Kakadu National Park covers 7,646 square miles of Australia’s Top End in the Northern Territory. How big is that? Well, you could fit both Yosemite and Grand Canyon National Parks inside of Kakadu with room to spare for all of the fanny packs (that’s bum bags for you Aussies) that would be roaming around. In other words, it’s massive. It’s also the native homeland of several groups of indigenous peoples. It’s a living history of Australia’s Outback story and a great place to begin a trip to the Northern Territory.
You can drive to Kakadu from Darwin in under four hours, and that’s exactly what I did. Be forewarned, though, that once you’re a few hundred kilometers out of Darwin, you’ll probably only get one radio station (ABC) that is a combination of NPR and local news talk radio. But if you’re a travel geek like me, you’ll enjoy listening to local music and hearing about the regional political conflicts as you scan the endless horizon for any sign of a town or passing vehicle. Along the way, you won’t pass much and you’ll quickly realize that the Northern Territory is defined more by what isn’t there than what is. It’s a land of natural beauty and devoid of much man-made structure. And Kakadu is the epicenter of much of that scenic wonder.
The first thing I noticed upon entering Kakadu were the signs for the East Alligator, West Alligator and South Alligator rivers. The second thing you’ll notice is that there are no alligators in Kakadu. Or in the Northern Territory. Or in Australia. In the early 1800s, an English navigator by the name of Phillip Parker King visited the region fresh off of a trip to Florida. He mistook Australia’s crocodiles for alligators and the misnomer has stuck ever since. Just another quirk in an already quirky country.
And those crocodiles are prevalent in Kakadu. You’d be foolish to swim in any of the billabongs or rivers that you find in your travels. However, there are plenty of opportunities to safely observe these descendants of dinosaurs safely. One of the best is on the Yellow Water Cruise. Don’t let the odd name fool you. The cruise takes you through some of the most serene areas of the park and allows you to view wildlife from crocs to jabiru. It’s a great way to spend a morning and both kids and adults will be in awe of the creatures and landscapes that you witness. For the best experience, sit in the back of the boat with the guide and stand on your seat to take pictures without fear of blocking anyone’s view.
While Australia’s most famous inland natural wonder, Uluru, is several hundred kilometers south of Kakadu, the park is not lacking for dramatic rock outcrops. Nourlangie Rock (Burrunggui in the native language) features some pristine rock art and breathtaking views of the wide expanses of the Northern Territory. You can clearly notice paintings of wallabies and hunters (pictured), as well as many of the traditional spirits who are the central characters of the indigenous people’s Dreamtime or Dreaming. These are the oral traditions that make their history of the universe and their land and the art provides a window into how the native people lived thousands of years ago.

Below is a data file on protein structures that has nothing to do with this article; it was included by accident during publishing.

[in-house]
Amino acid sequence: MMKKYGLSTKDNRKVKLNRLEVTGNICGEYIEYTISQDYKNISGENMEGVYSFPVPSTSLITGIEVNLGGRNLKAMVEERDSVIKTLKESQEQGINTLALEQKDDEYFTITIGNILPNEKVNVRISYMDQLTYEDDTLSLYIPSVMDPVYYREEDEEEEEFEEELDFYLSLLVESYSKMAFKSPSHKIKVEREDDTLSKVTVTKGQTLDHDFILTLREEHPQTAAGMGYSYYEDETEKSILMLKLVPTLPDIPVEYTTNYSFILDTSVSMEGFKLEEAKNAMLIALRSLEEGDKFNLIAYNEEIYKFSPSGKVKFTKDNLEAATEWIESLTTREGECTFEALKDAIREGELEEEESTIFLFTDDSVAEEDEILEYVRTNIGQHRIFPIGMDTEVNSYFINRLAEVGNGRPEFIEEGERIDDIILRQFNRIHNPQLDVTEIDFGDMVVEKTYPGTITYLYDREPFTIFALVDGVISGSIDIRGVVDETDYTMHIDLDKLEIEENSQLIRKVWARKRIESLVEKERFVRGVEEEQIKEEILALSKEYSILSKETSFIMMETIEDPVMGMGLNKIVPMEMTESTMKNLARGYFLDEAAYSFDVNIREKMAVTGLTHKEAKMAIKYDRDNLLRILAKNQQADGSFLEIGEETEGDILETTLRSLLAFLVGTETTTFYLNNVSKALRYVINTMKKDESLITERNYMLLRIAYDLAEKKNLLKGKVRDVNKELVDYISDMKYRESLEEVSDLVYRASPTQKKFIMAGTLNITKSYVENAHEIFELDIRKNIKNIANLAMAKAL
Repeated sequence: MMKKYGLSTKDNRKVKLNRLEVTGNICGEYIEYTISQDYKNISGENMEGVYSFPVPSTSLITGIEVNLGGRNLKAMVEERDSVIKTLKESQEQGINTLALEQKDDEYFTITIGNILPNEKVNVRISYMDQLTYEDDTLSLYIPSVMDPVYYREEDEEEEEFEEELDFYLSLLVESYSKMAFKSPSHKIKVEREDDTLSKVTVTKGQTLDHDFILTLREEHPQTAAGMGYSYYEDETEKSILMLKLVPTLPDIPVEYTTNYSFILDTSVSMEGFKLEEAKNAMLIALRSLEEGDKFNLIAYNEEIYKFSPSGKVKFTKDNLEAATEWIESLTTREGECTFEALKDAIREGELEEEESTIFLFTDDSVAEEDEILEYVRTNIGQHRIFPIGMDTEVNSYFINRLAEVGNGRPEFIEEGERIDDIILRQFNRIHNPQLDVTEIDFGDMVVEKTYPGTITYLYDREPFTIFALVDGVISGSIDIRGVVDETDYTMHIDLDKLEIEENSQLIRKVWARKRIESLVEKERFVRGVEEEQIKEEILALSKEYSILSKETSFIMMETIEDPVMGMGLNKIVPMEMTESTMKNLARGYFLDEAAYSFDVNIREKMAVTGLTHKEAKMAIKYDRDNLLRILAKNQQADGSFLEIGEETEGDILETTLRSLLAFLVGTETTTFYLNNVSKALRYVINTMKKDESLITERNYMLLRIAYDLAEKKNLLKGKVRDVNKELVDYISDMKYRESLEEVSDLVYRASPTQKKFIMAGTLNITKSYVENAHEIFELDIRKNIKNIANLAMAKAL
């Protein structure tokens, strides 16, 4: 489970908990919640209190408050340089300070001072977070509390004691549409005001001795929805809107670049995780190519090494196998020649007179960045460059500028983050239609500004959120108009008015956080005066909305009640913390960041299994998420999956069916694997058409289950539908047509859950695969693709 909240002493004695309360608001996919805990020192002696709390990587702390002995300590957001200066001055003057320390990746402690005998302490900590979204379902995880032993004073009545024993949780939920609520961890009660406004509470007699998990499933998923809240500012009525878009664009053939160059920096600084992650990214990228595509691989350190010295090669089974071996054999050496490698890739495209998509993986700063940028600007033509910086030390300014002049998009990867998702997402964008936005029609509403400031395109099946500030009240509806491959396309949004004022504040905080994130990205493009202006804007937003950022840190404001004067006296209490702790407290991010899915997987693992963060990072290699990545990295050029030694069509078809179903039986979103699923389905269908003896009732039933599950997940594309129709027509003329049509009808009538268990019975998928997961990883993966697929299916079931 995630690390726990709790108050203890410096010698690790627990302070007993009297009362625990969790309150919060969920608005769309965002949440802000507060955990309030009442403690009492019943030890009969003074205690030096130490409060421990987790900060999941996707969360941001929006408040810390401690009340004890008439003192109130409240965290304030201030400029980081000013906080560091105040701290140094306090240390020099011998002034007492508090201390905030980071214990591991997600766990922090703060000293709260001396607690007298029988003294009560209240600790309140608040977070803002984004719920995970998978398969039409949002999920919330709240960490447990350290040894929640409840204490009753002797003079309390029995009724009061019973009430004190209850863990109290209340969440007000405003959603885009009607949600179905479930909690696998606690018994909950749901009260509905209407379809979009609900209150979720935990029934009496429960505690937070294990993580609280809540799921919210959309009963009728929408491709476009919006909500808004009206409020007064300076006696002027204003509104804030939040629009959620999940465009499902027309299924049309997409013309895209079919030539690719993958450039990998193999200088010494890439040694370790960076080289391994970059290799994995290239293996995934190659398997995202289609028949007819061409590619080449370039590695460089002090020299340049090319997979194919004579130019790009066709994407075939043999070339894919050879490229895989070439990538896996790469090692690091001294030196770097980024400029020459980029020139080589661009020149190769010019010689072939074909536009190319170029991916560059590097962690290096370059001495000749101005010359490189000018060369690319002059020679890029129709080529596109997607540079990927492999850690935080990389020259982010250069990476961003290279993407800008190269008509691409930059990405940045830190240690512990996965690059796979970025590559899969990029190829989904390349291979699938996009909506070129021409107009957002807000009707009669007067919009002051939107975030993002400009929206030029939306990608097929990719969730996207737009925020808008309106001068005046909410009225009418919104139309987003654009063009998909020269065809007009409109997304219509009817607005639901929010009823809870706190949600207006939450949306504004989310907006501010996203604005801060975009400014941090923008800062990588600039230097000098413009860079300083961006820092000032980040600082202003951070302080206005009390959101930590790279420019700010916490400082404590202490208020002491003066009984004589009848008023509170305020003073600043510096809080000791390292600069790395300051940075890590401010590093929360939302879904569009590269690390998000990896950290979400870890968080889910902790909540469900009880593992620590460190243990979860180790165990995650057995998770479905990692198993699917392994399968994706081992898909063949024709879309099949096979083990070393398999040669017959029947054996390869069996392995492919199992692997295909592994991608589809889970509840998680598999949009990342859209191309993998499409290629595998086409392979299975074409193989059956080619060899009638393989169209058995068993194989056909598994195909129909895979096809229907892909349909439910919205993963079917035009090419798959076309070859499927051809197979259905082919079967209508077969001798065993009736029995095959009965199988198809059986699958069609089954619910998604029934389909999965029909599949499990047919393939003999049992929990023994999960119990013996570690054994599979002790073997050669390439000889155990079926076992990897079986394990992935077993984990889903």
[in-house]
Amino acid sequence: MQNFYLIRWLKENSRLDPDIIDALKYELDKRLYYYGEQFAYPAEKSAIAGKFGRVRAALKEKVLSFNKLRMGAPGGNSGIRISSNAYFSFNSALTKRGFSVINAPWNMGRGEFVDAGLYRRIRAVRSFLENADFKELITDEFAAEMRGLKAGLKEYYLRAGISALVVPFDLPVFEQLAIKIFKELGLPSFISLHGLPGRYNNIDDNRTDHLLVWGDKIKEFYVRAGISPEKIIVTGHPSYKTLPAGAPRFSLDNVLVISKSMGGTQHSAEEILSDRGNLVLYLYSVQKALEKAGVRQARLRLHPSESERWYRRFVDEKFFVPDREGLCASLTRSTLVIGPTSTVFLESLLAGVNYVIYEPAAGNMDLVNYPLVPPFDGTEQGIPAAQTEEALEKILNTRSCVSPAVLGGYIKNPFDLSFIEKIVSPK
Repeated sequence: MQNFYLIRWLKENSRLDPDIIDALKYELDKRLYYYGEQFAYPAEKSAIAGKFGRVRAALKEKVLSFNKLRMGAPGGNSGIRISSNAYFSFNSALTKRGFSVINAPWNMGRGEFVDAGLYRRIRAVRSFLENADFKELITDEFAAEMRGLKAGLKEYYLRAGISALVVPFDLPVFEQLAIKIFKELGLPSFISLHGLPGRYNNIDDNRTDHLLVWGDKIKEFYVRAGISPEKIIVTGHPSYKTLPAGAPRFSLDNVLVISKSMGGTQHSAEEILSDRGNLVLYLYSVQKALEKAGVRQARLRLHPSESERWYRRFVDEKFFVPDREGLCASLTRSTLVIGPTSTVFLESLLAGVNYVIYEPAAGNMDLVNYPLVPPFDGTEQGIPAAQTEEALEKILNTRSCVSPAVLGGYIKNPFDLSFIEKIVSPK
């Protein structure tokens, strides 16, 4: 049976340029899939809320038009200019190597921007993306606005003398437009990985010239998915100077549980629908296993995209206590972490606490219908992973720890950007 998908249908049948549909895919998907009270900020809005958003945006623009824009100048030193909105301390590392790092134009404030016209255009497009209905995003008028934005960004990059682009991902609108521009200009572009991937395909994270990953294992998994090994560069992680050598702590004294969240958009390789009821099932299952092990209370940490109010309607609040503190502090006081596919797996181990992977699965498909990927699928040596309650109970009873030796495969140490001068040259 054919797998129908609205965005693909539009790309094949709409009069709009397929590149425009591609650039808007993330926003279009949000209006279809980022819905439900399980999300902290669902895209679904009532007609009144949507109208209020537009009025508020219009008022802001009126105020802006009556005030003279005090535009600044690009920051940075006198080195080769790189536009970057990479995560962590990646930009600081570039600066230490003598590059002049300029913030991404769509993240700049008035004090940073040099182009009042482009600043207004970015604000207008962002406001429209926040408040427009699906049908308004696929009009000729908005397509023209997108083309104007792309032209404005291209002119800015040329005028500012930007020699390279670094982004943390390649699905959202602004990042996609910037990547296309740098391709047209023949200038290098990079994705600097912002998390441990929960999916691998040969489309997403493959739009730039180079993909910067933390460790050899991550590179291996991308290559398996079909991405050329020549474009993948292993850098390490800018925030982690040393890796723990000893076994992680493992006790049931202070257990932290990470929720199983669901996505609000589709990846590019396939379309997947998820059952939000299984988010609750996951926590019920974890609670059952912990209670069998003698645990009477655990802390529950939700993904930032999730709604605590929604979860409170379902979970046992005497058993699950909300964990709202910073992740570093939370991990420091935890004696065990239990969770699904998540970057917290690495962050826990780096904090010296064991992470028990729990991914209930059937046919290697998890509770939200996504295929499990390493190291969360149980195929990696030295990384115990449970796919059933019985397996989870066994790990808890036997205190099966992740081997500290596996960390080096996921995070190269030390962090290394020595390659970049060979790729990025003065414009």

Similar to Burrunggui, Ubirr Rock has a “gallery” of art that dates back thousands of years. Park guides regularly host scheduled talks at various art sites to explain the pictures and their significance to the native people. I was beyond pleased to see several aboriginal guides working at the park and sharing the stories of their heritage as they had learned them as children.
Ubirr Rock is a popular destination for park visitors because of its breathtaking sunsets. The good news is that the view is even better than advertised. The bad news is that you’ll be sharing the experience with several hundred of your newest photo-crazed friends. Anticipating a rush of people around sunset, I elected to climb Ubirr (it’s a fairly easy walk) in the mid-afternoon. The top was nearly devoid of people during the hottest part of the day and I looked out onto the flood plains and water buffalo grazing areas in quiet solitude. It wasn’t until around 5:30 that the hordes of tourists with their cameras and boorish behavior arrived en masse. By then, I had enjoyed several hours of peaceful reflection high atop the Outback with nothing to keep me company but welcomed breezes and the occasional white breasted sea eagle.
That said, the sunset at Ubirr was phenomenal. As the evening approached Kakadu, the sun itself seemed weary after a long day. It relinquished its position high above the plains and seemed to sink meekly towards the horizon, as if conceding that the moon had once again claimed victory in this daily battle.
For a true sense of the Northern Territory’s size and scope, Kakadu National Park is a must-see. Many travelers camp or stay in camper vans while visiting. Others stay at the crocodile-shaped Holiday Inn in the mining town of Jabiru (not to be confused with the bird). No matter where you lay your head at night in Kakadu, however, you won’t wake up far from some of the most beautiful vistas you’ve ever seen.
One could easily spend several weeks in Kakadu lingering in various sections of the park and interacting with the land. Sadly, I had only a few days. Thankfully, I stayed in some incredibly unique accommodations that helped me learn about the park from the people who grew up there. And that’s what I’ll be covering tomorrow.
Mike Barish traversed the Outback on a trip sponsored by Tourism Northern Territory. He traveled alone and had no restrictions on what he could cover during his travels. That would explain how he ended up eating water buffalo. You can read the other entries in his Outback Australia series HERE.